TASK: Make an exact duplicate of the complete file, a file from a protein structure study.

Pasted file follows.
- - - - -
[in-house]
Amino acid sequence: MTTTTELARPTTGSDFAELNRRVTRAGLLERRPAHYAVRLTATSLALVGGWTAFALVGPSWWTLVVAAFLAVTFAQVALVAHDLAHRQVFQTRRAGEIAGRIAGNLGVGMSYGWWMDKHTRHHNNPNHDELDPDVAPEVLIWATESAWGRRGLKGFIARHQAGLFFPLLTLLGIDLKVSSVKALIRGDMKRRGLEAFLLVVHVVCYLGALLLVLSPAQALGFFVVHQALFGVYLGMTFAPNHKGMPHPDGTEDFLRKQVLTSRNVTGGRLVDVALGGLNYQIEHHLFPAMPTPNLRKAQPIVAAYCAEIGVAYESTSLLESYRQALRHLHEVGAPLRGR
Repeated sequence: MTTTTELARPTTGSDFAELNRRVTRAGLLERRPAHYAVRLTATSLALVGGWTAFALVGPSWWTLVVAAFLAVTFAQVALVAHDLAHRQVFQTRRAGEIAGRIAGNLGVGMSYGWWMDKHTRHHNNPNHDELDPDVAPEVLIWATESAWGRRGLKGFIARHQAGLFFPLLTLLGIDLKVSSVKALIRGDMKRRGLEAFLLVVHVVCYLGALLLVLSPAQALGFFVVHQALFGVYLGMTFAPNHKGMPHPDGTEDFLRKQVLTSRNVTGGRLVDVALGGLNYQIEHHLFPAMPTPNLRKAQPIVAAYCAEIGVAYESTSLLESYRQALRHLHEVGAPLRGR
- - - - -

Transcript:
[in-house]
Amino acid sequence: MTTTTELARPTTGSDFAELNRRVTRAGLLERRPAHYAVRLTATSLALVGGWTAFALVGPSWWTLVVAAFLAVTFAQVALVAHDLAHRQVFQTRRAGEIAGRIAGNLGVGMSYGWWMDKHTRHHNNPNHDELDPDVAPEVLIWATESAWGRRGLKGFIARHQAGLFFPLLTLLGIDLKVSSVKALIRGDMKRRGLEAFLLVVHVVCYLGALLLVLSPAQALGFFVVHQALFGVYLGMTFAPNHKGMPHPDGTEDFLRKQVLTSRNVTGGRLVDVALGGLNYQIEHHLFPAMPTPNLRKAQPIVAAYCAEIGVAYESTSLLESYRQALRHLHEVGAPLRGR
Repeated sequence: MTTTTELARPTTGSDFAELNRRVTRAGLLERRPAHYAVRLTATSLALVGGWTAFALVGPSWWTLVVAAFLAVTFAQVALVAHDLAHRQVFQTRRAGEIAGRIAGNLGVGMSYGWWMDKHTRHHNNPNHDELDPDVAPEVLIWATESAWGRRGLKGFIARHQAGLFFPLLTLLGIDLKVSSVKALIRGDMKRRGLEAFLLVVHVVCYLGALLLVLSPAQALGFFVVHQALFGVYLGMTFAPNHKGMPHPDGTEDFLRKQVLTSRNVTGGRLVDVALGGLNYQIEHHLFPAMPTPNLRKAQPIVAAYCAEIGVAYESTSLLESYRQALRHLHEVGAPLRGR